You will join a vibrant, multidisciplinary group in collaboration with cardiologists and oncologists. You will gain training in a multitude of techniques, ranging from 2D and 3D cell culture, iPSC generation and differentiation, electrophysiology measurements as well as specialized techniques including liquid chromatography mass spectrometry (LC/MS) using in-house mass spectrometers, proteomic analysis, data handling and statistics to evaluate global changes and biomarker release upon drug administration. Validation of differentially expressed proteins will establish skills including siRNA transfection, western blotting, immunofluorescence and ELISA. This will ensure a well-rounded training environment with a multitude of transferable skills forming the groundworks of a successful independent scientist.

Supervisor websites

https://www.liverpool.ac.uk/life-course-and-medical-sciences/staff/parveen-sharma/

https://www.liverpool.ac.uk/life-course-and-medical-sciences/staff/richard-rainbow/publications/

Benefits of being in the DiMeN DTP:

This project is part of the Discovery Medicine North Doctoral Training Partnership (DiMeN DTP), a diverse community of PhD students across the North of England researching the major health problems facing the world today. Our partner institutions (Universities of Leeds, Liverpool, Newcastle, York and Sheffield) are internationally recognised as centres of research excellence and can offer you access to state-of the-art facilities to deliver high impact research.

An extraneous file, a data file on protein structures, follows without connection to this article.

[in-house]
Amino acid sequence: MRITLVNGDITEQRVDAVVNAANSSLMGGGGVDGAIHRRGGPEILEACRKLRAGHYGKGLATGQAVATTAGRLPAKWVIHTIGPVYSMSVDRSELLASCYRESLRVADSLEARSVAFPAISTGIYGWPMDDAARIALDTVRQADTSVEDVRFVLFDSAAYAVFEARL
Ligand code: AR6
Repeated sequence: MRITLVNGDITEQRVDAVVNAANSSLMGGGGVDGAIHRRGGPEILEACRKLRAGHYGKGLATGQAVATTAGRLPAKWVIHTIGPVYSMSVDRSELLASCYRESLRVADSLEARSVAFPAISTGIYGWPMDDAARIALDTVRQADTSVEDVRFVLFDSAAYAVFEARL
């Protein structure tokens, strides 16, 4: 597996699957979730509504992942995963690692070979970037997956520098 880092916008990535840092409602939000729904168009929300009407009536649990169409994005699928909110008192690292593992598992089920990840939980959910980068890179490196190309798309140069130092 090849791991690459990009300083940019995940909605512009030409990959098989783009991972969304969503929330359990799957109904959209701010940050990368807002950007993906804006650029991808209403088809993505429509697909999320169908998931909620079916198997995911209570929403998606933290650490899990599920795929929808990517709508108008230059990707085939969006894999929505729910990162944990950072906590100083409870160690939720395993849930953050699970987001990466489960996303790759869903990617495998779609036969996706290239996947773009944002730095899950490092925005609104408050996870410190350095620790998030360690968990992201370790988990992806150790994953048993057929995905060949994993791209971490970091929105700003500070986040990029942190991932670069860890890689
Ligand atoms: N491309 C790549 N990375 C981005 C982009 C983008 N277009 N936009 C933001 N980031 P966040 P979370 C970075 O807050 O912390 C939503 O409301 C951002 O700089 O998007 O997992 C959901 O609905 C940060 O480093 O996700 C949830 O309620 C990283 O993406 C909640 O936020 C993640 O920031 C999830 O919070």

We are very proud of our student-centred ethos and committed to supporting you throughout your PhD. As part of the DTP, we offer bespoke training in key skills sought after in early career researchers, as well as opportunities to broaden your career horizons in a range of non-academic sectors.

Being funded by the MRC means you can access additional funding for research placements, international training opportunities or internships in science policy, science communication and beyond. See how our current DiMeN students have benefited from this funding here: http://www.dimen.org.uk/overview/student-profiles/flexible-supplement-awards

Further information on the programme and how to apply can be found on our website:

http://www.dimen.org.uk/how-to-apply/application-overview


Funding Notes

Studentships are fully funded by the Medical Research Council (MRC) for 4yrs. Funding will cover UK tuition fees, stipend and project costs as standard. We also aim to support the most outstanding applicants from outside the UK and are able to offer a limited number of bursaries that will enable full studentships to be awarded to international applicants. These full studentships will be awarded to exceptional candidates only, due to the competitive nature of this scheme. Please read additional guidance here: View Website
Studentships commence: 1st October 2022
Good luck!

References

Tomlinson et al Attenuation of doxorubicin-induced cardiotoxicity in a human in vitro cardiac model by the induction of the NRF-2 pathway, Biomedicine & Pharmacotherapy (2019) https://doi.org/10.1016/j.biopha.2019.108637.